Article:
That moment marked the beginning of her organizing in politics. For O’Keefe, that meant beginning to reach out to high schools across various Illinois cities and counties and establish voter drives in marginalized communities. Then she switched to organizing events themselves. Still hungry, she volunteered on Amaya Pawar’s Gubernatorial campaign in 2017. She remembers being the “super volunteer digital marketing lead” and from there earning marketing business—and building recognition—with several Cook County judges as well as Fritz Kaegi, the current Cook County Assessor.

Of course, for O’Keefe, the job wasn’t done. She decided to run for Alderman of the 40th Ward in 2019. In a close race in which she personally knocked on 35,000 doors, she raised $40,000 in small donations and increased turnover by 28% from the last election. She was only 625 votes shy of getting into a runoff with a 36-year incumbent.

She credits her success on the campaign trail, in part, to what she learned in Theatre at Columbia. She says, “[Theatrical] skills strengthened me. I was the only candidate that trained in speech, memorization, in digesting material and in saying the same thing over and over and making it fresh for every constituent.” When thinking about her training at Columbia and her becoming as a politician she says, “You might not being doing the thing you came to school for but it doesn’t mean you aren’t using those skills.”

Having skills honed through four years of hard work contributed to her success on the trail. So, too, did getting sober. She says of her over 7-year sobriety, “Getting sober was a big priority for me in my mid-20s and it’s only elevated me to this point now. I would not be able to be a functioning adult let alone an elected official or being a business owner if I wasn’t sober.” The decision to get sober and to share that journey with her constituents has contributed to O’Keefe’s success in being viewed as candidate with integrity.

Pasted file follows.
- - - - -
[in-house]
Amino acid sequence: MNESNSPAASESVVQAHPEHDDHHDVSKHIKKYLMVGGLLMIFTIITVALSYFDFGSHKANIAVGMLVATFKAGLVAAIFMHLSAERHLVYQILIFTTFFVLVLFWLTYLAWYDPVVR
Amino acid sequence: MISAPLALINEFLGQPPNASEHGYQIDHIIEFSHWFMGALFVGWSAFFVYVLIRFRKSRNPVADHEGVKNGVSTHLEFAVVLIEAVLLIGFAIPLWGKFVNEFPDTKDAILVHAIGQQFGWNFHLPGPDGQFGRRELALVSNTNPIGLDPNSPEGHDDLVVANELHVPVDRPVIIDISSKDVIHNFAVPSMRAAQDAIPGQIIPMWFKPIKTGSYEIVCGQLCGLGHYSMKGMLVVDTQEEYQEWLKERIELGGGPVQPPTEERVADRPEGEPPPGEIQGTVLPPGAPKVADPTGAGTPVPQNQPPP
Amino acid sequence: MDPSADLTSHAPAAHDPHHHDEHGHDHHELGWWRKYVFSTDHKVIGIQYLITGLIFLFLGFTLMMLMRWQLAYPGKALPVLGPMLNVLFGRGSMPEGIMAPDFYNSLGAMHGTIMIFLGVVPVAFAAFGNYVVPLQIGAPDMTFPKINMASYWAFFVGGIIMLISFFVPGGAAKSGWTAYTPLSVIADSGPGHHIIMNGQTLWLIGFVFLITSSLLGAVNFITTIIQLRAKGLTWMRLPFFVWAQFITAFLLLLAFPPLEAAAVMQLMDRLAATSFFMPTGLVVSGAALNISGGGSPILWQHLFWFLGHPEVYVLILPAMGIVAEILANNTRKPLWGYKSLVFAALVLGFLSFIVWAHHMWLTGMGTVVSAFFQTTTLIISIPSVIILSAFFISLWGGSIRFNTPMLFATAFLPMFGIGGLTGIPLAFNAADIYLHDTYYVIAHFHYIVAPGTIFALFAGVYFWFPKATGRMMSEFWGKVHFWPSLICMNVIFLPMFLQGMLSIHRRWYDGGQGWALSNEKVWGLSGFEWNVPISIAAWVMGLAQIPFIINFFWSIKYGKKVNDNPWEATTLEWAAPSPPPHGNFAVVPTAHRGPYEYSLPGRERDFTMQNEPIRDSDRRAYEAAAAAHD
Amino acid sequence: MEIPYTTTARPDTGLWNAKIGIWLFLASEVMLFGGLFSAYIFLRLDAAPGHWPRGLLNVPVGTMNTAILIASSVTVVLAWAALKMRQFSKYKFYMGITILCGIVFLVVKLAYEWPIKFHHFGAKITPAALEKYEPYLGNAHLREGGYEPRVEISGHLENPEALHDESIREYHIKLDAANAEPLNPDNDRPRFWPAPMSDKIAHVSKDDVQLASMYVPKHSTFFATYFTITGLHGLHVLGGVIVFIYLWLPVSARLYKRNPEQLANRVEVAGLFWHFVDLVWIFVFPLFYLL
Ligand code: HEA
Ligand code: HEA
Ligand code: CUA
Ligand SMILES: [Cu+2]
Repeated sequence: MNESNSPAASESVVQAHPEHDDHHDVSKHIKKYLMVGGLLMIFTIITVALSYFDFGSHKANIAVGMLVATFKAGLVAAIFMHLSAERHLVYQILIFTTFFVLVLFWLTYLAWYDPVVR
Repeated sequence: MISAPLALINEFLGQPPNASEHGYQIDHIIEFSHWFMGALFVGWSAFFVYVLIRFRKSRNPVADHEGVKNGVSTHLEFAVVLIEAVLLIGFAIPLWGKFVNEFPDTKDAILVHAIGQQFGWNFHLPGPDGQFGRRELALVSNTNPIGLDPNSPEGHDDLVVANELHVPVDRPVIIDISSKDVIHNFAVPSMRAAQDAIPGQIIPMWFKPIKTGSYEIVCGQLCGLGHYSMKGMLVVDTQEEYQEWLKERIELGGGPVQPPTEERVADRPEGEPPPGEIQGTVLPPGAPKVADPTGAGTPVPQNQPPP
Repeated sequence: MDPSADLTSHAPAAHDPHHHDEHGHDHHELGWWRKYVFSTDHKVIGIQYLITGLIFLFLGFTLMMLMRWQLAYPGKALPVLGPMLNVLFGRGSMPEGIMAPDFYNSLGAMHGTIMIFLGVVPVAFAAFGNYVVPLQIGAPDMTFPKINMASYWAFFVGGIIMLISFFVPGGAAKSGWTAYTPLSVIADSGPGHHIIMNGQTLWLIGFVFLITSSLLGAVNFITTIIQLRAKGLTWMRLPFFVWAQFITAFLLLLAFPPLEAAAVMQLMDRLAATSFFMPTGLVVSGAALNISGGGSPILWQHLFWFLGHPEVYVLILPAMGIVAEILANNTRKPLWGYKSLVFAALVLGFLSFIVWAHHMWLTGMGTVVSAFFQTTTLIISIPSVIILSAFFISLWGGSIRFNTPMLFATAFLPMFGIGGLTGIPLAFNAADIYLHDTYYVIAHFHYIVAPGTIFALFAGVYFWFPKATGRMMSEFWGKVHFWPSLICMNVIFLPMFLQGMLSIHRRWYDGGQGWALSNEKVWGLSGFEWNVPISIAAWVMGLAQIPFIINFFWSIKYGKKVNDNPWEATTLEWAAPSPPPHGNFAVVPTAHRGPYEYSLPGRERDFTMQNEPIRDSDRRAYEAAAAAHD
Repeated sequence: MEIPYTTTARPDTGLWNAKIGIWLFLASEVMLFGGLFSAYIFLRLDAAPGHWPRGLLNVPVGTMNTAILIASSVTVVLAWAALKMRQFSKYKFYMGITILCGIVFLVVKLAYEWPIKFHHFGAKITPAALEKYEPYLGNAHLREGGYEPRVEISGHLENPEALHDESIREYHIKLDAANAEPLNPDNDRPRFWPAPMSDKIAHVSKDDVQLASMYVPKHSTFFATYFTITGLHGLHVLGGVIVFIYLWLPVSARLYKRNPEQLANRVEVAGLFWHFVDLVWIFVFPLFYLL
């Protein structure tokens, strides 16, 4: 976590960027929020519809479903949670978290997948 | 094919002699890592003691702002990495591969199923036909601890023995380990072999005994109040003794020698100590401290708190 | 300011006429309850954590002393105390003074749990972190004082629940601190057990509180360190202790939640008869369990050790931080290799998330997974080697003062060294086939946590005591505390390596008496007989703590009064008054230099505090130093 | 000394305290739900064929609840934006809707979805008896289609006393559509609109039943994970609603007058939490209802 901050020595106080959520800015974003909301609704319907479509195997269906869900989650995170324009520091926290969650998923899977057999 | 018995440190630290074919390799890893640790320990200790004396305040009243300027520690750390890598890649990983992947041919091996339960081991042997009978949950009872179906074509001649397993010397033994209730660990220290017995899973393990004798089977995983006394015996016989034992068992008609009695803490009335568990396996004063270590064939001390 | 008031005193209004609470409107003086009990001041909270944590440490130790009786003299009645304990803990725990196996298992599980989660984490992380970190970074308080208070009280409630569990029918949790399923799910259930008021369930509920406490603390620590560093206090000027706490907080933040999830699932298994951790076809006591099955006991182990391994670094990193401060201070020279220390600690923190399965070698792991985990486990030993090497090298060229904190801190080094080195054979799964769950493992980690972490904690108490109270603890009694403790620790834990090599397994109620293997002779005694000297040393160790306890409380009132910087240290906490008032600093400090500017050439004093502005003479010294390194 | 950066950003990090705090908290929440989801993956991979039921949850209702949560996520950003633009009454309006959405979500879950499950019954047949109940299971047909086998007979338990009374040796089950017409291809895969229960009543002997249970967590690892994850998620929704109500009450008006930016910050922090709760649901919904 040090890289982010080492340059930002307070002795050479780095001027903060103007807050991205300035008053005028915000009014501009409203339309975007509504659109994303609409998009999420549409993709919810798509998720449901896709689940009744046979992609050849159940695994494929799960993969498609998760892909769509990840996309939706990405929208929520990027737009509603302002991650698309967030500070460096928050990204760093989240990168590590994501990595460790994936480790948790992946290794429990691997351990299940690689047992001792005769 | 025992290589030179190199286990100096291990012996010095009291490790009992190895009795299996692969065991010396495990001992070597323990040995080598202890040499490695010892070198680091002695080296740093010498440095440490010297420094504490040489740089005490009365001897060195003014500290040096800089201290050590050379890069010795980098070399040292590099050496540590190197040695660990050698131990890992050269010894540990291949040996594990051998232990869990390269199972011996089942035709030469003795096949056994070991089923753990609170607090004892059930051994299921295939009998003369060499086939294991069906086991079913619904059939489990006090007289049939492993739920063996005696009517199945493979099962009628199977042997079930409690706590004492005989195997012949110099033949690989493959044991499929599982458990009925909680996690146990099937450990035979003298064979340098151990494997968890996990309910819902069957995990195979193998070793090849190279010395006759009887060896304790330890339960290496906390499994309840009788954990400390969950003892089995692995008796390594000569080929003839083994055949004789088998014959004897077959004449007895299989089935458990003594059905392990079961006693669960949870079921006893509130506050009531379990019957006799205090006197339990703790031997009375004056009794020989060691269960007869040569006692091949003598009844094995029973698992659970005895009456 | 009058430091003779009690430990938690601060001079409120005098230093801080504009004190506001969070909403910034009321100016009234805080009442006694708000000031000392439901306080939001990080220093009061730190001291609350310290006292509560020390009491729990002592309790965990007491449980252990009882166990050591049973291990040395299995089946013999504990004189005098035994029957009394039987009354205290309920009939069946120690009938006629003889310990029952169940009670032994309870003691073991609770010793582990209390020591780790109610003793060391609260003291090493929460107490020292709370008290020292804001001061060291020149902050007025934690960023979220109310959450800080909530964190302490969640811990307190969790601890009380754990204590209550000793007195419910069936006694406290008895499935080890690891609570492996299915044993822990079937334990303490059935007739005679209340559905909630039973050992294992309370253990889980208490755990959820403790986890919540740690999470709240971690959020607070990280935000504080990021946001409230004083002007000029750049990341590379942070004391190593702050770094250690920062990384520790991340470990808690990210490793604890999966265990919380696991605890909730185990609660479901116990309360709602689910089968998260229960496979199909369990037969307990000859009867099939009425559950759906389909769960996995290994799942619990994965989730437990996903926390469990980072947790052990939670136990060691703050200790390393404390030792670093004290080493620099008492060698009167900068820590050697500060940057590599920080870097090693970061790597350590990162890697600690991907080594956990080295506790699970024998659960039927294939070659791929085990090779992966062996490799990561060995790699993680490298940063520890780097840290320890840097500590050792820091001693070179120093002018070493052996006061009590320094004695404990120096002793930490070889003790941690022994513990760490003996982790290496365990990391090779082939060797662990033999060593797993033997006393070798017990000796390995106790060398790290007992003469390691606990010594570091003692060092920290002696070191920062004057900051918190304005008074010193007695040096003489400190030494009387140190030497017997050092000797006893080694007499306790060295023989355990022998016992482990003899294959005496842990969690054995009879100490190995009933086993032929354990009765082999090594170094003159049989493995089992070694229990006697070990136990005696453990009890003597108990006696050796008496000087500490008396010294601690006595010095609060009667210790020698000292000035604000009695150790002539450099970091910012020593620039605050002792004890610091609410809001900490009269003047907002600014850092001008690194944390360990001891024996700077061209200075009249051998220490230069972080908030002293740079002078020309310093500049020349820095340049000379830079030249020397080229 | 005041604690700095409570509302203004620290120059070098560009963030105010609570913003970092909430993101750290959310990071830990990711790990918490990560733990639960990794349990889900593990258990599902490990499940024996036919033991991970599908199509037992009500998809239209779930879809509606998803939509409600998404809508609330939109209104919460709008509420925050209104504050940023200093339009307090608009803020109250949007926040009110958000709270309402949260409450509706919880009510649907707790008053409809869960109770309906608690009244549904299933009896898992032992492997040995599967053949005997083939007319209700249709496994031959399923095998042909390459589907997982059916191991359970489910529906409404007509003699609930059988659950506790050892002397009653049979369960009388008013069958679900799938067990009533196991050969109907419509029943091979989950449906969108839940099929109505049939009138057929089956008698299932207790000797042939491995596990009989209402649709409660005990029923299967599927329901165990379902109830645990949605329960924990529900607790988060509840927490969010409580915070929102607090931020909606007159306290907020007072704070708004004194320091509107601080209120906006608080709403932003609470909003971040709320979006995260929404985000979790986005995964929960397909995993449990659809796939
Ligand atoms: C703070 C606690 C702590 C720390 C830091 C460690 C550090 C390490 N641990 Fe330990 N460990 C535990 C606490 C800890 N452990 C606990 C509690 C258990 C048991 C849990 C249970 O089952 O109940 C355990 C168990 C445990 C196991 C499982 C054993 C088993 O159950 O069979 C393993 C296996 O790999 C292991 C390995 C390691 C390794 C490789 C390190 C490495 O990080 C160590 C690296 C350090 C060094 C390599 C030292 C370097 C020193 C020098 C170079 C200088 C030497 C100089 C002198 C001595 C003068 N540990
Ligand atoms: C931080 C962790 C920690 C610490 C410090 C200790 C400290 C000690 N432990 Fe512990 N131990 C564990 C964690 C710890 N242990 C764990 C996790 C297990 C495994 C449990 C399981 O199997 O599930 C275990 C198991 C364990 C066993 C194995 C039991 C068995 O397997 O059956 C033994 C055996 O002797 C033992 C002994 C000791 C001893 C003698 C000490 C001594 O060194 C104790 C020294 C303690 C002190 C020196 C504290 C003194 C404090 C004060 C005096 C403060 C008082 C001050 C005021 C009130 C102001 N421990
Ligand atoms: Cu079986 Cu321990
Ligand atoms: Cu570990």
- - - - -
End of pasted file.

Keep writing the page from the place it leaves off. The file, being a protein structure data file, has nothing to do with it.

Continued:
After the aldermanic race, it became clear that O’Keefe had significant support in the community. So much so that the next year, when she ran for Democratic Committeewoman of the 40th Ward, she won. She sees that there is still work to do in the Ward to increase voter turnout, engagement, and education. She’s here for it.

For others interested in becoming a force for good in the political world, O’Keefe has these words: “Get involved in a local campaign…if you’re fed up with our current society and our Federal government you have to go out and do something and not just say something. You have to go out and practice [solving] the thing that’s causing you anxiety or stress or anger and focus your attention on one specific thing.”

The becoming might not happen right away. O’Keefe begs us to remember that that is okay. She says, “Radical change takes time. [In my case] you’re talking about a small-town girl who goes to a big city, learns theatre, becomes a business owner, and is now an elected official. That took twelve years! It takes time and you have to be okay with being uncomfortable.” Because in the end, to serve your community, to make life better for everyone, the discomfort is more than worth it.

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Rhiannon Koehler